Social Security judges often give claimants the opportunity to make closing comments. The judge may say to you “is there anything else you want me to know about your case before I close the record.” What should you say, if anything, to this opportunity?
As I discuss in this video, you don’t have to say anything at all. You can say “no thank you” or “I believe that my medical record and the testimony I gave you paints an accurate picture about what I have been going through.”
You should not offer generalities like “I just want you to know that I really am disabled.”
In my experience the most effective closing comments take the form of a personal appeal to the judge as a fellow human being. Let the judge know that are not looking for a handout and that not working has impacted you both financially and socially.
I think that some judges need to be reminded that work provides a social experience and helps you maintain an identity and that not working damages your self esteem.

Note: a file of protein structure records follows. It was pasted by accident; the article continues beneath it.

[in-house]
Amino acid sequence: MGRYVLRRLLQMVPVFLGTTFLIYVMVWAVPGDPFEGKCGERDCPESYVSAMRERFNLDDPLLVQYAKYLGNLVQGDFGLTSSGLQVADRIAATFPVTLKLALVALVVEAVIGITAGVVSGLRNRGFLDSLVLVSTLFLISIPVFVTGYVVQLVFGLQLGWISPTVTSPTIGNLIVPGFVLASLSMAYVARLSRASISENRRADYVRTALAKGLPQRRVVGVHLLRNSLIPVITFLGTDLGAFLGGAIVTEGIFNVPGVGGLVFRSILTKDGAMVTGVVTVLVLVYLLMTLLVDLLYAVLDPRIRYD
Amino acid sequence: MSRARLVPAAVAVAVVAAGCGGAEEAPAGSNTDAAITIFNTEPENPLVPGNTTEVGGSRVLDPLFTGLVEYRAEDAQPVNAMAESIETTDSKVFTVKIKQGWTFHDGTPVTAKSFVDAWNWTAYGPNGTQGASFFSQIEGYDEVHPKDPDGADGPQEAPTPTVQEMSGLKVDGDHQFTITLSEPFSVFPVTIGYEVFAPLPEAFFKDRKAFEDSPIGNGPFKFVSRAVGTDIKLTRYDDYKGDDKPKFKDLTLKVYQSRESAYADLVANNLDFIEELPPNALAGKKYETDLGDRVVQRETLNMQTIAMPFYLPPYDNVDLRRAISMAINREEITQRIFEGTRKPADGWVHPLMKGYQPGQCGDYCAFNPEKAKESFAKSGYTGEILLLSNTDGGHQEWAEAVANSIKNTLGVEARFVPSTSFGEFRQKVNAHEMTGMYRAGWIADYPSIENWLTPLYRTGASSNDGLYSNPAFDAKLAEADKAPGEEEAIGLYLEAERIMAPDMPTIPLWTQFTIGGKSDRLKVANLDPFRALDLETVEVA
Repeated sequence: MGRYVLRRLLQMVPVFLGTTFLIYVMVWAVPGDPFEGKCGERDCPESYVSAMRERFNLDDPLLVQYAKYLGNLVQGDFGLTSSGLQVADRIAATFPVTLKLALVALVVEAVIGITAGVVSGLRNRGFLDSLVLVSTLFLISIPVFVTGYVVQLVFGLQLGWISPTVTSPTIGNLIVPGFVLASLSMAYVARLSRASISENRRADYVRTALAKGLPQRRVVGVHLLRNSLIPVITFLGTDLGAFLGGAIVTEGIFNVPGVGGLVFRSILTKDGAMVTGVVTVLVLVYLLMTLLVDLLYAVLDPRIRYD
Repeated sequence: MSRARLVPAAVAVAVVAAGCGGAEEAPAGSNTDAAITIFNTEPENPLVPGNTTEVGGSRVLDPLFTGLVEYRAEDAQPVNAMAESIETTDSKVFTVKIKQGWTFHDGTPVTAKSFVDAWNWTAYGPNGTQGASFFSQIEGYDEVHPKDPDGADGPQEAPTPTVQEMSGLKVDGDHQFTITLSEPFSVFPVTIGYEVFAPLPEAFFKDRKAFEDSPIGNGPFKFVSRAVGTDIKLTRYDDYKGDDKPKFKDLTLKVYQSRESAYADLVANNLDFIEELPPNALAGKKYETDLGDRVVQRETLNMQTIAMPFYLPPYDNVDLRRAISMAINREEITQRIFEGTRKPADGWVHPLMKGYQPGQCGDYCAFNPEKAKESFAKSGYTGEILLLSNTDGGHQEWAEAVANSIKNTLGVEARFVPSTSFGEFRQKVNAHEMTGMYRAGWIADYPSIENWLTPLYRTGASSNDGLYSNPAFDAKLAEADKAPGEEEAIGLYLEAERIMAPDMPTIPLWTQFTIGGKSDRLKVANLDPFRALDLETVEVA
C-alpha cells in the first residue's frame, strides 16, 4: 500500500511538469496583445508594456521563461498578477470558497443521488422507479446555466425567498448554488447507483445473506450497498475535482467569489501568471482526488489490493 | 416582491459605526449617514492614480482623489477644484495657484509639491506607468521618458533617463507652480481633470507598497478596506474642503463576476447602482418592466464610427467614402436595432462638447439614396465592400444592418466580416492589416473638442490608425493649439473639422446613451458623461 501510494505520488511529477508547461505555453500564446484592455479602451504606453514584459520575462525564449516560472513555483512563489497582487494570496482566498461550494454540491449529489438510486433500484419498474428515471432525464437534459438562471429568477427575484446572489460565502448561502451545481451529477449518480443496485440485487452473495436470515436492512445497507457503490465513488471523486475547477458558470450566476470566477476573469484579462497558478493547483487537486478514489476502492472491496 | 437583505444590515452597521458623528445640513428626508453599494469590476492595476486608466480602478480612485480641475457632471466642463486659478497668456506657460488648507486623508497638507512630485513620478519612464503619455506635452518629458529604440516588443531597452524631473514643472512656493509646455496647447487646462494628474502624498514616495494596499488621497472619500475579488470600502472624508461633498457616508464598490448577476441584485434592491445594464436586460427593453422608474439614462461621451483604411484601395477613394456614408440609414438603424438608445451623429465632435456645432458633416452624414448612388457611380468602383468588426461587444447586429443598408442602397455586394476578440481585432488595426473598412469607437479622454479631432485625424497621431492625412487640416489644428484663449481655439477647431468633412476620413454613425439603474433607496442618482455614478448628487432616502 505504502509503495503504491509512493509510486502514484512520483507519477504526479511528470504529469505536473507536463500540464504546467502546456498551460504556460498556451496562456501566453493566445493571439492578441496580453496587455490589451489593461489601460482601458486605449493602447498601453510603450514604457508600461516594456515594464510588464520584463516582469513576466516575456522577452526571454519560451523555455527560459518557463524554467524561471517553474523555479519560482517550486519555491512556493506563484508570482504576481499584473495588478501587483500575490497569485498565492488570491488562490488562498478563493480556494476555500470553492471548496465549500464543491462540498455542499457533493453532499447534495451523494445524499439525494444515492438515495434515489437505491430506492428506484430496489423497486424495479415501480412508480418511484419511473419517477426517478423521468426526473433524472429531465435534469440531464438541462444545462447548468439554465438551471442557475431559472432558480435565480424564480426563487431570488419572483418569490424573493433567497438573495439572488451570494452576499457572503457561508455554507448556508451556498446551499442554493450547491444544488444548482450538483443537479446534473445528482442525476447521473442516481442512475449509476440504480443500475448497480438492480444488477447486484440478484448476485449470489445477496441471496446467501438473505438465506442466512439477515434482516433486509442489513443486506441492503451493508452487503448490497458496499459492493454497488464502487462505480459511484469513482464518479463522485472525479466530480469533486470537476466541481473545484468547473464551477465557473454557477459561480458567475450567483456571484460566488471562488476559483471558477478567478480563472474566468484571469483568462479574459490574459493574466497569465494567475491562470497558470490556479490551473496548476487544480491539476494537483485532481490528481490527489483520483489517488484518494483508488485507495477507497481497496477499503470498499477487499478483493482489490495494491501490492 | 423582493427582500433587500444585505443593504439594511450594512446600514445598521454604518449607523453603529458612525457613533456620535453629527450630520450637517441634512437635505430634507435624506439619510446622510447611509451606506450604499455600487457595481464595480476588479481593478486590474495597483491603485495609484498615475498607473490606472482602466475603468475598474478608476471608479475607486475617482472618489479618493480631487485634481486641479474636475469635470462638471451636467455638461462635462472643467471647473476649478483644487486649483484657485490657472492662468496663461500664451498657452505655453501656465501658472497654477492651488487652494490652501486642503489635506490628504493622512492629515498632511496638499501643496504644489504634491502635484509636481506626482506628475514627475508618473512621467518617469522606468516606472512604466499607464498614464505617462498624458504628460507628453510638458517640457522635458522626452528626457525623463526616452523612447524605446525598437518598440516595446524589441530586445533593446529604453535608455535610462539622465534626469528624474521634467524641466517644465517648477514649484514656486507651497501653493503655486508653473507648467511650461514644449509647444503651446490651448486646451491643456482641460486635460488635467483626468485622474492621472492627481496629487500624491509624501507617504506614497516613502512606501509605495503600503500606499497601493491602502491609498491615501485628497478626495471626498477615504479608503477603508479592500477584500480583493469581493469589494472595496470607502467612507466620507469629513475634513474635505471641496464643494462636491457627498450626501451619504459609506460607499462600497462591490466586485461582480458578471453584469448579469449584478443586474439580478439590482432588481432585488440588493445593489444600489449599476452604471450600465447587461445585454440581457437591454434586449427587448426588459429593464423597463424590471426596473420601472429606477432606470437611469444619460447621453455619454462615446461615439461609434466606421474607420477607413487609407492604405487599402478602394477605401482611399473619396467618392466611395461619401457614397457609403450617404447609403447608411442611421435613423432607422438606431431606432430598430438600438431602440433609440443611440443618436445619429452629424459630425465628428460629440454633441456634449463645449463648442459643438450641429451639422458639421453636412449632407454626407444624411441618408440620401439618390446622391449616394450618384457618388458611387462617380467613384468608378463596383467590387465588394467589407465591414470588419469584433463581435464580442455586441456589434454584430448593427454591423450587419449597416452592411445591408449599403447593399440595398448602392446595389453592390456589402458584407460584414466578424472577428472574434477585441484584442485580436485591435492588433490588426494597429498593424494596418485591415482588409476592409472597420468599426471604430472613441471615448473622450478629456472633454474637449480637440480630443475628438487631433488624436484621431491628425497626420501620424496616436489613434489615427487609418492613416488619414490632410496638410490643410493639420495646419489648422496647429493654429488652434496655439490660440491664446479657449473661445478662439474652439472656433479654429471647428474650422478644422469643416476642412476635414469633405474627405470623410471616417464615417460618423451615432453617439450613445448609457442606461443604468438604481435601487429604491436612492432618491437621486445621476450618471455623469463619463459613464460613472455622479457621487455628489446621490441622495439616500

You can talk about the financial and emotional hardship your inability to work has caused your family and that you would return to work in an instant if you could. You should mention that you have not given up hope and that you despise the idea of collecting money from the government.
Judges are human beings and while they will focus mostly on the evidence, there is nothing bad that can happen if you present yourself as believable and likeable. Most claimants ignore this “human to human” element, which is a mistake in my opinion. #socialsecuritydisabilityhearing #ssdihearing #socialsecuritydisabilityjudge #howtowinsocialsecuritydisability #closingstatementsocialsecuritydisability